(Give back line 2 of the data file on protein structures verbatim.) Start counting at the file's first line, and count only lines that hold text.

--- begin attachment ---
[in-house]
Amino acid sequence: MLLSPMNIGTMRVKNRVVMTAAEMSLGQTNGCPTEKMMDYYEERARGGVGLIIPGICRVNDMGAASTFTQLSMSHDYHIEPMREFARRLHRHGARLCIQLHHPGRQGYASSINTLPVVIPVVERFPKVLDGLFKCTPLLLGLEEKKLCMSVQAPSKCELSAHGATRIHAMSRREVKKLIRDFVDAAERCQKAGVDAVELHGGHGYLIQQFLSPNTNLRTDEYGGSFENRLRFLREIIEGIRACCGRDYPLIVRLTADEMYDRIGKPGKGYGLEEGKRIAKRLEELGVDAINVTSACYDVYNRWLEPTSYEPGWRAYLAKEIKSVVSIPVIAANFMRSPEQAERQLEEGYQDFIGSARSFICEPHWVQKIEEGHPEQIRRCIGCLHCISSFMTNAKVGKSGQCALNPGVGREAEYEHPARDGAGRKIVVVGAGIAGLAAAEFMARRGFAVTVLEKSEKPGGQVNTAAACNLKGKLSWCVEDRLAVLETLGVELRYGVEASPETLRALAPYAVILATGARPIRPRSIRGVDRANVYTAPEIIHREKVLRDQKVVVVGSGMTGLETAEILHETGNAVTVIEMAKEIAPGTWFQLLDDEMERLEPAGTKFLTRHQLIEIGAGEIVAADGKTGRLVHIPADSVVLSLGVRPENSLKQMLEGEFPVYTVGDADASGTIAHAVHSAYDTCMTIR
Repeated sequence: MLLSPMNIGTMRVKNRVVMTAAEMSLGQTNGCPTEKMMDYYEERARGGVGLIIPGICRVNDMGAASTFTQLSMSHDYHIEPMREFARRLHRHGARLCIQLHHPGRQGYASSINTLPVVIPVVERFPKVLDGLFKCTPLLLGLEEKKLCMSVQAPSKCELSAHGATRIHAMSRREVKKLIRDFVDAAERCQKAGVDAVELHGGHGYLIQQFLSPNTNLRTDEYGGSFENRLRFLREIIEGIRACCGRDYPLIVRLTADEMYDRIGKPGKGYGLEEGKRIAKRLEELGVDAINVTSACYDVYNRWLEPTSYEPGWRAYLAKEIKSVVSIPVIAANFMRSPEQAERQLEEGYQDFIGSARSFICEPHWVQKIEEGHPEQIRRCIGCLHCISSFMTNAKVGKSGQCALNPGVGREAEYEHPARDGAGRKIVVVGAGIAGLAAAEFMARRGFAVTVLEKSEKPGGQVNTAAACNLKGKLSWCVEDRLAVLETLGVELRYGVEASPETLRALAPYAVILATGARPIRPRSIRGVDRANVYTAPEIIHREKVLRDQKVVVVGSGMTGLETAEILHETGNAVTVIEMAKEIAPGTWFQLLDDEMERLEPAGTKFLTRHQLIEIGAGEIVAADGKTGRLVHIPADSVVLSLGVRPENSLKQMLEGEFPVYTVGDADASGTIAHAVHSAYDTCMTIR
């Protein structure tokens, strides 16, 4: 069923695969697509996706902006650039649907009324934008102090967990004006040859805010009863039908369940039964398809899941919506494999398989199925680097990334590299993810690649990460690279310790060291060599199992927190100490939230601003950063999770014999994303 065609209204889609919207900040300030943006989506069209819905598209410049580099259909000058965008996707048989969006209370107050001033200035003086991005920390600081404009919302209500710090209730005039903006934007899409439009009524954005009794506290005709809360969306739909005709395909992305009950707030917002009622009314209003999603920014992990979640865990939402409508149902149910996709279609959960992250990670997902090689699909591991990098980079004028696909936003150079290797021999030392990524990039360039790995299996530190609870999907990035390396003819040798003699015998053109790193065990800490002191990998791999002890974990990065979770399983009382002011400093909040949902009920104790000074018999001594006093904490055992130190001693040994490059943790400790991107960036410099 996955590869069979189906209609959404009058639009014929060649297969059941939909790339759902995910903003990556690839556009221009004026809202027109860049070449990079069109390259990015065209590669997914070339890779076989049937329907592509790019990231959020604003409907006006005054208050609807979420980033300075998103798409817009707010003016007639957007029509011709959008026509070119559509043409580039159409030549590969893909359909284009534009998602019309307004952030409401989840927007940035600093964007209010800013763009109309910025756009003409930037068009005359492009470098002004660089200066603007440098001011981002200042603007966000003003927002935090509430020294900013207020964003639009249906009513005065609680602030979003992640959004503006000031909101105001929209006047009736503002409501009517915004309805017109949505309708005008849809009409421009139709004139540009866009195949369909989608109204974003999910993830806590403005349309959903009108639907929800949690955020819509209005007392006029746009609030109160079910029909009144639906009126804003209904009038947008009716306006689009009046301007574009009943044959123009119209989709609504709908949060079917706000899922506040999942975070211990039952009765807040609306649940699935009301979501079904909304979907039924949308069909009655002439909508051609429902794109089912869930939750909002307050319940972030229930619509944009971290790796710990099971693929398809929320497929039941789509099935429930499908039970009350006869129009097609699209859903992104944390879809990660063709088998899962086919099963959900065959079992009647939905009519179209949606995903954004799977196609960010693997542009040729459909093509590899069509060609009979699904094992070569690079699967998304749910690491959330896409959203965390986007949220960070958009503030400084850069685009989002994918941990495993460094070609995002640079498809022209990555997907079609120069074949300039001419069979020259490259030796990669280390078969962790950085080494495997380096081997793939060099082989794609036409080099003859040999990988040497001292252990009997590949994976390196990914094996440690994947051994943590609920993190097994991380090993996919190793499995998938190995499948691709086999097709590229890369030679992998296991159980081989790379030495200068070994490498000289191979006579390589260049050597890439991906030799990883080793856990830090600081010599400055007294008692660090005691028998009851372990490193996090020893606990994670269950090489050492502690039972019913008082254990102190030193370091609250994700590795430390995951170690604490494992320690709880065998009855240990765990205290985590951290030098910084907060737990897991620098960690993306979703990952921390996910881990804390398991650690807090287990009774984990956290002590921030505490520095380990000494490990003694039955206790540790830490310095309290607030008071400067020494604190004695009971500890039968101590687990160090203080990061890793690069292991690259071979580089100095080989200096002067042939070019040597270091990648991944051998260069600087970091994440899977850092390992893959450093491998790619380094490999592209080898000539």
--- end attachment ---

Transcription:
Amino acid sequence: MLLSPMNIGTMRVKNRVVMTAAEMSLGQTNGCPTEKMMDYYEERARGGVGLIIPGICRVNDMGAASTFTQLSMSHDYHIEPMREFARRLHRHGARLCIQLHHPGRQGYASSINTLPVVIPVVERFPKVLDGLFKCTPLLLGLEEKKLCMSVQAPSKCELSAHGATRIHAMSRREVKKLIRDFVDAAERCQKAGVDAVELHGGHGYLIQQFLSPNTNLRTDEYGGSFENRLRFLREIIEGIRACCGRDYPLIVRLTADEMYDRIGKPGKGYGLEEGKRIAKRLEELGVDAINVTSACYDVYNRWLEPTSYEPGWRAYLAKEIKSVVSIPVIAANFMRSPEQAERQLEEGYQDFIGSARSFICEPHWVQKIEEGHPEQIRRCIGCLHCISSFMTNAKVGKSGQCALNPGVGREAEYEHPARDGAGRKIVVVGAGIAGLAAAEFMARRGFAVTVLEKSEKPGGQVNTAAACNLKGKLSWCVEDRLAVLETLGVELRYGVEASPETLRALAPYAVILATGARPIRPRSIRGVDRANVYTAPEIIHREKVLRDQKVVVVGSGMTGLETAEILHETGNAVTVIEMAKEIAPGTWFQLLDDEMERLEPAGTKFLTRHQLIEIGAGEIVAADGKTGRLVHIPADSVVLSLGVRPENSLKQMLEGEFPVYTVGDADASGTIAHAVHSAYDTCMTIR